When you sign a lengthily deal with a player, sometimes you’re paying for past performance, in this case they’re paying for expected future performance. They’re essentially betting that he performs well enough that he’d earn more in arbitration and free agency than the number they are locked in to giving him through 2029.

His bat hasn’t played this year, at least not to the degree you’d hope. A 3rd baseman with an OPS of .654 isn’t ideal, and that’s apparent to everyone. Thing is, for that amount of money, and his defensive value, he’s easily going to meet the demands of that contract.

As Pirates fans, even if you don’t mean to do it, we’ve become conditioned to feel like this is a scary amount of money but again, it’s really not. He’ll be a bargain by the end even if he doesn’t ever develop further.

On this team he can’t continue to be a middle of the order bat though unless he improves. These types of contracts are smart, but only if the Pirates are truly looking to change the way they’ve done business. See, contracts like this are signed all the time and they lock in “good” players through their peak without constantly worrying about years of control. I say “if” because this isn’t STAR money. This is league average or slightly above money. This contract will look better when it isn’t the most they’ve ever spent, because in no way should he be looked at as the best player on the team. If he is, then none of this will really matter.

If Hayes works himself into being even a 20 homerun guy one day, he makes this contract a complete joke.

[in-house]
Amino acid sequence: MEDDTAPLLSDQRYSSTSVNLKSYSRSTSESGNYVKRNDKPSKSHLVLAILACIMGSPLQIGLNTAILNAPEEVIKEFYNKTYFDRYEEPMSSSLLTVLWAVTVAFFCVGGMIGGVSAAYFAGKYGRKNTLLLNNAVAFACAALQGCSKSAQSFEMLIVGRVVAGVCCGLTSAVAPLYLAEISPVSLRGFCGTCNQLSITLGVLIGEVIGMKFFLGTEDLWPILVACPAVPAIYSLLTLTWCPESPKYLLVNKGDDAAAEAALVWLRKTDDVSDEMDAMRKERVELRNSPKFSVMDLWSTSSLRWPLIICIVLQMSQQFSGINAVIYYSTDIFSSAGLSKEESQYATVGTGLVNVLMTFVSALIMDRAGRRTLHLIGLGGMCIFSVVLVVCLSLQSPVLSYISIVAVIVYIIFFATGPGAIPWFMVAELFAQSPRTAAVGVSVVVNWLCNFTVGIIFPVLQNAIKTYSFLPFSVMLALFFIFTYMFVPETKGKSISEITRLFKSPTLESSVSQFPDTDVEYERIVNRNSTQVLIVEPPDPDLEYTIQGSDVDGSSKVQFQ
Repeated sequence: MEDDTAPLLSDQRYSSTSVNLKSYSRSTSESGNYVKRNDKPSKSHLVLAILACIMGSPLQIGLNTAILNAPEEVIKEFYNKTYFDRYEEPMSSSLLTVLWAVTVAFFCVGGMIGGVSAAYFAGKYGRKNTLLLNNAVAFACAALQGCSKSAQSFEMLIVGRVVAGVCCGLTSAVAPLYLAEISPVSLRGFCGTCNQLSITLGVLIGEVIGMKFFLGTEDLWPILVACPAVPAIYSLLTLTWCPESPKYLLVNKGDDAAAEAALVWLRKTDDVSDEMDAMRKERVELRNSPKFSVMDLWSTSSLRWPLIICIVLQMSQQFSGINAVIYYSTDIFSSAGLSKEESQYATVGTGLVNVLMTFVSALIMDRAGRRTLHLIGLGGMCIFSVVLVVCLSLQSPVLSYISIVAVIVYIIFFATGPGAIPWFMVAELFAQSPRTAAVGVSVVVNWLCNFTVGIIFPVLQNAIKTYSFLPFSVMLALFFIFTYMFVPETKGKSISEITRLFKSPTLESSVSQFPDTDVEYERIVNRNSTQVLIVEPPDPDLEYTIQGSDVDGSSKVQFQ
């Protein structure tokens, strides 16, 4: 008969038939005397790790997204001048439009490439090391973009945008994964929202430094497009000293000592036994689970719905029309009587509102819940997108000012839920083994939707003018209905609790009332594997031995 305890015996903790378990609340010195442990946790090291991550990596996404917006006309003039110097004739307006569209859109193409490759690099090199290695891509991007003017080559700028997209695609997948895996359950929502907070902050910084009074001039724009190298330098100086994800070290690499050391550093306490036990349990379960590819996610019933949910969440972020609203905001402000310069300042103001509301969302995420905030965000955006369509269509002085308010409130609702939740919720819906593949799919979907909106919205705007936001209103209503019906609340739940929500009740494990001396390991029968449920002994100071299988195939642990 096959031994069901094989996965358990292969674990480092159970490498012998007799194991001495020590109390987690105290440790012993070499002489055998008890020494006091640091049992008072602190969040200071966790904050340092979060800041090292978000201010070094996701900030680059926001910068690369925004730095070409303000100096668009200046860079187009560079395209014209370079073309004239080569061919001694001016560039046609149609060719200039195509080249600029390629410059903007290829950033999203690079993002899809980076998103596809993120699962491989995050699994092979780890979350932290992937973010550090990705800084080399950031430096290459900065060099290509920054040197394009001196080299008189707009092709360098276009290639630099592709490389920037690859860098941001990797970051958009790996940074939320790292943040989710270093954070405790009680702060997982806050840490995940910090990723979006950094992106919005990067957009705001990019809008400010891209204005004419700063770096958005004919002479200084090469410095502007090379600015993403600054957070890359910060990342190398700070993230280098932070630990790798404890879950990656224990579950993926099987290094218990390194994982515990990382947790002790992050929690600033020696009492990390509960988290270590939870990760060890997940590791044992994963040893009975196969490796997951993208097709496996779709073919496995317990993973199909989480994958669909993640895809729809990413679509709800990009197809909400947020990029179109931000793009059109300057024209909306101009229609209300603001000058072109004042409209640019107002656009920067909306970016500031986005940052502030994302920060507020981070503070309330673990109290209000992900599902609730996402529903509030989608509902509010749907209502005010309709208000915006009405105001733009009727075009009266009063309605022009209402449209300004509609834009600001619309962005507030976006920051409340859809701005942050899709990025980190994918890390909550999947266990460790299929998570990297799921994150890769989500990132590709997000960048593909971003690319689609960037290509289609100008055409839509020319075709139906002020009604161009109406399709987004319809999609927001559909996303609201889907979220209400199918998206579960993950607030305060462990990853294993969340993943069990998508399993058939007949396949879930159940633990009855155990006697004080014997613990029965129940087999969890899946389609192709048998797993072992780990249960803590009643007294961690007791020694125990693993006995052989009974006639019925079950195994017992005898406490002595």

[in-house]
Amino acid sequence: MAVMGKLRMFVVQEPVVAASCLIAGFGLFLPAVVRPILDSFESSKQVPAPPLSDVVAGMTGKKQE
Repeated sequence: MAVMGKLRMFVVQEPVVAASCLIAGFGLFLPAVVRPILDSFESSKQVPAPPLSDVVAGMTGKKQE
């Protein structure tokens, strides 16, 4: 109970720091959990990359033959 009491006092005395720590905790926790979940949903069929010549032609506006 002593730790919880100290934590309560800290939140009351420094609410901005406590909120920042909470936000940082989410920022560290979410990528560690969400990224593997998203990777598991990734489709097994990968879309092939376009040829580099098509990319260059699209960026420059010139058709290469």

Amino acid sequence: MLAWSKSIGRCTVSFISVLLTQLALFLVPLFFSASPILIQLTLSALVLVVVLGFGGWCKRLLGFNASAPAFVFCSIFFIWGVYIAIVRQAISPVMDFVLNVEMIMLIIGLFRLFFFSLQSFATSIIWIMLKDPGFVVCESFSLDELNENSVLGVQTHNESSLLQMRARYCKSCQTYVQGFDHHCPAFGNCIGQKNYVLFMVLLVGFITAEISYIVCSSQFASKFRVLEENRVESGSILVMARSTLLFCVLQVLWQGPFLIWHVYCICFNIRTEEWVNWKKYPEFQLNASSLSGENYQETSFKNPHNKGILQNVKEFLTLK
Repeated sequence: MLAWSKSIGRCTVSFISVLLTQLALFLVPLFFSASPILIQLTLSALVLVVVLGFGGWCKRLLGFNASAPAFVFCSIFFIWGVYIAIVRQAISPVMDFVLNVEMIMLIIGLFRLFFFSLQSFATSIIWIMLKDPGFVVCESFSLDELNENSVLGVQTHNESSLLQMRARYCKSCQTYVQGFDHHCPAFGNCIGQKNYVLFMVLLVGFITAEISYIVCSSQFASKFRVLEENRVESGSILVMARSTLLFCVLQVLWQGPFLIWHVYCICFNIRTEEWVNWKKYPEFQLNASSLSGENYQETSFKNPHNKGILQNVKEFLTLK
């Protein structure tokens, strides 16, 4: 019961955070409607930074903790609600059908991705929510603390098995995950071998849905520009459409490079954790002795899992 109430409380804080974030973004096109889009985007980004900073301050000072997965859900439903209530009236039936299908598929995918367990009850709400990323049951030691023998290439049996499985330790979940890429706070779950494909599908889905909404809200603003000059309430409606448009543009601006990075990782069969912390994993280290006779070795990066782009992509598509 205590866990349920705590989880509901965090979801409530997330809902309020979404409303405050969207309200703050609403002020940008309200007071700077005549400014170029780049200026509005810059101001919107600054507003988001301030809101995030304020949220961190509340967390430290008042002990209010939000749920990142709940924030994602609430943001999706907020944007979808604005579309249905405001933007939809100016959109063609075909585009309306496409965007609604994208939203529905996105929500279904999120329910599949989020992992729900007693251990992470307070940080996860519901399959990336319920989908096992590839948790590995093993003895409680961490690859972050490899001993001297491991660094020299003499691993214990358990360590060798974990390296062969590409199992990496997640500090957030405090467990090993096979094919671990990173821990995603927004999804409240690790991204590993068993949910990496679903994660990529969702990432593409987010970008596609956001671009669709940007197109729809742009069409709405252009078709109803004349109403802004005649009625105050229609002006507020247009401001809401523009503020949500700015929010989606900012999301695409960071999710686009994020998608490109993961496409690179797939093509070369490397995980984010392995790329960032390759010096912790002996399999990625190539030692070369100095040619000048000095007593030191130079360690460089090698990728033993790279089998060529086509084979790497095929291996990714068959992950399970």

We often look at extension guys as just the stars. Well, sometimes locking in guys who are just above average makes sense too. Think of it this way, if you had a playoff team like say LA, and Justin Turner goes down with an ACL mid season, Hayes is a really intriguing addition right? He can handle the position at an elite level, and his bat can play even if not to Turner’s standard.

Well, the Pirates have decided at this one position, this is our guy. You’d like to see them do this with others too. Cruz, Reynolds, Keller, Roansy, whomever you like. When you spend 3 seasons looking for answers, you have to take the answers you get and consider it, well, answered. Not all those players have to be Super Stars, they just need to be above average enough that you know they won’t fall below the line of being an MLB starter.

Short answer, no, absolutely not a mistake.

Longer answer, no, but it’s also not something to bounce off walls clamoring that everything has changed either. Until we see them expand upon the plan and lock up more, we’ll never know whether they signed a guy who was so down on his own value he took less than he could get or if he was simply step one in a measured approach to build a team that doesn’t believe they can win by constantly churning prospects. It means they are committed to keeping some guys in town at the very least, now we just need to see how many (or more accurately how much) they are willing to commit to.